Ethiopia’s Governance And The Current Situation And Management of Natural Resources August 13, 2013

Posted by OromianEconomist in Uncategorized.
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Despite the change of leadership following the death of Mr Meles last August, there are few signs of any shift away from the prevailing state-led development model. Nonetheless, it is possible that the government could be forced into a policy turnaround if it is unable to secure the financing required to support its ambitious and underfunded five-year economic plan. At present, the plan is largely financed by direct central bank financing and by forcing private banks to purchase Treasury bills (T-bills); however, this strategy is both inflationary and unsustainable.”

Ethiopia became a de facto one-party state following the May 2010 general election, which more or less wiped out the opposition, after years of determined progress. The ruling alliance has strengthened its grip on power through a steady erosion of political liberties, including the use of controversial anti-terrorism legislation. However, the death in August 2012 of Meles Zenawi—the long-standing prime minister, who did much to hold the ruling coalition together—has taken Ethiopia into uncharted territory. In line with the constitution, the former deputy prime minister and foreign minister, Hailemariam Desalegn, has been endorsed as prime minister following the death of Mr Meles. Nonetheless, if Mr Hailemariam fails to stamp his authority on the coalition, the risk of ethnic and religious tensions will increase. Ethiopia’s population was nearly 85m in 2011 according to World Bank estimates, making it SubSaharan Africa’s second-most populous nation after Nigeria. Its population grew by an average of 2.7% a year in 1990-2011, and is expected to reach 120m by 2025, according to projections by the UN. There are more than 80 different ethnic groups represented in the country. The population is still overwhelmingly rural, with only 17% living in towns. Economic progress—and, in turn, political stability—will be heavily dependent upon Ethiopia’s continued access to foreign aid. In this respect, the government has faced criticism for its hard-line response to any domestic opposition. Indeed, it seems likely that, for the foreseeable future, the regime will  continue to protect its hegemony using restrictive legislation and periodic crackdowns by the security services. At the same time, as the largest country in the Horn of Africa, Ethiopia has positioned itself as a bulwark of Western states against Islamist terrorists in the region. This factor is likely to outweigh donor concerns about possible misuse of aid. The impasse with Eritrea over the two countries’ disputed border remains a significant political risk, although a return to all-out conflict (as occurred between 1998 and 2000) is not expected in the near future; Eritrea is unlikely to initiate any hostilities, since it would almost certainly lose, while the Ethiopian authorities are aware of the damage that renewed conflict would do to relations with, and funding from, international donors. The Ethiopian People’s Revolutionary Democratic Front (EPRDF)—an alliance of four main groups—won an overwhelming majority in parliament at the May 2010 election. Following the death of Mr Meles, the 180-member council of the EPRDF gave its unanimous—if belated—endorsement to his deputy, Mr Hailemariam. This suggests that the party wishes the latter to remain in the post, at least until the next elections, due in 2015. However, the longer-term prospects for EPRDF unity are more uncertain. Mr Hailemariam is currently attempting to rebalance the EPRDF—traditionally dominated by the Tigrayan People’s Liberation Front (TPLF).’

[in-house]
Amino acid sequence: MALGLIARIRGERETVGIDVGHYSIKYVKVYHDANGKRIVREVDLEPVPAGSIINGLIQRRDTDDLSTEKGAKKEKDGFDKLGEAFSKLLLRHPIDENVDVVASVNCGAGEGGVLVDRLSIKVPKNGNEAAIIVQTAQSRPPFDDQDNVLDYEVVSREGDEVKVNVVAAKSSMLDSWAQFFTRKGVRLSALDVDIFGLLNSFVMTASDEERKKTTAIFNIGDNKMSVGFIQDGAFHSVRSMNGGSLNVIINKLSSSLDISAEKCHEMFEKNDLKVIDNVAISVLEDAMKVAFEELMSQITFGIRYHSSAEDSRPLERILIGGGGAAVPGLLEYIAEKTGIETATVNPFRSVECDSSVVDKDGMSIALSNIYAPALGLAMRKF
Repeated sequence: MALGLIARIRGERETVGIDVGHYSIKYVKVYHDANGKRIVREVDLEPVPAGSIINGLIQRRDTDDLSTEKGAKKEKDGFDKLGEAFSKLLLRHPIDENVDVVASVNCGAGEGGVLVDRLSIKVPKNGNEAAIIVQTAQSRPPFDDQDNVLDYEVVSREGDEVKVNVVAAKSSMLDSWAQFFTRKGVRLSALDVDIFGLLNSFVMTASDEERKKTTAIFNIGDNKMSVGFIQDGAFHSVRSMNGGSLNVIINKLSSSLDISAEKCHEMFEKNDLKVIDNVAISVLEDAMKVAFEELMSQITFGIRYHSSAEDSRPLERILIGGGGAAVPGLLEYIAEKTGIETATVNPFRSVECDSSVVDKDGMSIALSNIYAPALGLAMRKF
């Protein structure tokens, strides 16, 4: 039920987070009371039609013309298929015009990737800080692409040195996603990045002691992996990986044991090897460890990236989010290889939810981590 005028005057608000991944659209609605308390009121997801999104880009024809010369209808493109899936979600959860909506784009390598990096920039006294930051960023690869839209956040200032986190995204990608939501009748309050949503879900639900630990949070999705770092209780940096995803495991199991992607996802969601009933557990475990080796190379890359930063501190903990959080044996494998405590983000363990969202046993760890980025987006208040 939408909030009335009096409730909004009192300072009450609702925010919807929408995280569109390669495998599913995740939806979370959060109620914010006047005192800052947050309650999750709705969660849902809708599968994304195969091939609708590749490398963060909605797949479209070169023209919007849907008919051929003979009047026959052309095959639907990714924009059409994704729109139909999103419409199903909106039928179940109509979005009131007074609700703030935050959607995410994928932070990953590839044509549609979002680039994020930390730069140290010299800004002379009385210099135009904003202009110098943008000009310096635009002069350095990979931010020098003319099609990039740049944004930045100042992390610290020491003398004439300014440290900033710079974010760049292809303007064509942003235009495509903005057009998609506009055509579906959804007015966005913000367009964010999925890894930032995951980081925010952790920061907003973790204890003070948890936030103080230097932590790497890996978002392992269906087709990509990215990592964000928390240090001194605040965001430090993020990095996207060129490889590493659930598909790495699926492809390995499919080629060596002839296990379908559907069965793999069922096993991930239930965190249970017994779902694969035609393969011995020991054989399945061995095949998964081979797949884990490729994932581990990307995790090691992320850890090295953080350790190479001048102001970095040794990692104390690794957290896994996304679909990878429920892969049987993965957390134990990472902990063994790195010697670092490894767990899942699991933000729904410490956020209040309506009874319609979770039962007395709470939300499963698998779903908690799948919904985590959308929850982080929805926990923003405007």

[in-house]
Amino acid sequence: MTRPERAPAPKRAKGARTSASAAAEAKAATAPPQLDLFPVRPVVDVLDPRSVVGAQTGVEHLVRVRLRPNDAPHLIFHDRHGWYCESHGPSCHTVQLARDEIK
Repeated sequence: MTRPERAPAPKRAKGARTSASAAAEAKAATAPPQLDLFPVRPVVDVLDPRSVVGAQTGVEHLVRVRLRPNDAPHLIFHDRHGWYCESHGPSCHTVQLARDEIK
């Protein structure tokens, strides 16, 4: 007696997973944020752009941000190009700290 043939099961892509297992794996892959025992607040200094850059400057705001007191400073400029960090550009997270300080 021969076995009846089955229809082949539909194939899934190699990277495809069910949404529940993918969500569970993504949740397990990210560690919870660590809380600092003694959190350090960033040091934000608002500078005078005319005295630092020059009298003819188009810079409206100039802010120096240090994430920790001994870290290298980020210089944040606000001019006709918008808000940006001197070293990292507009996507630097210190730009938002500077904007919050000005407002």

Ethiopia’s country profile by The Economist Intelligence Unit, 2013. To read the details on Ethiopia and other 24 African countries click the following links:

http://elibrary.acbfpact.org/acbf/collect/acbf/index/assoc/HASHeaa2.dir/doc.pdf

http://www.iag-agi.org/spip/The-African-Markets-Managing.html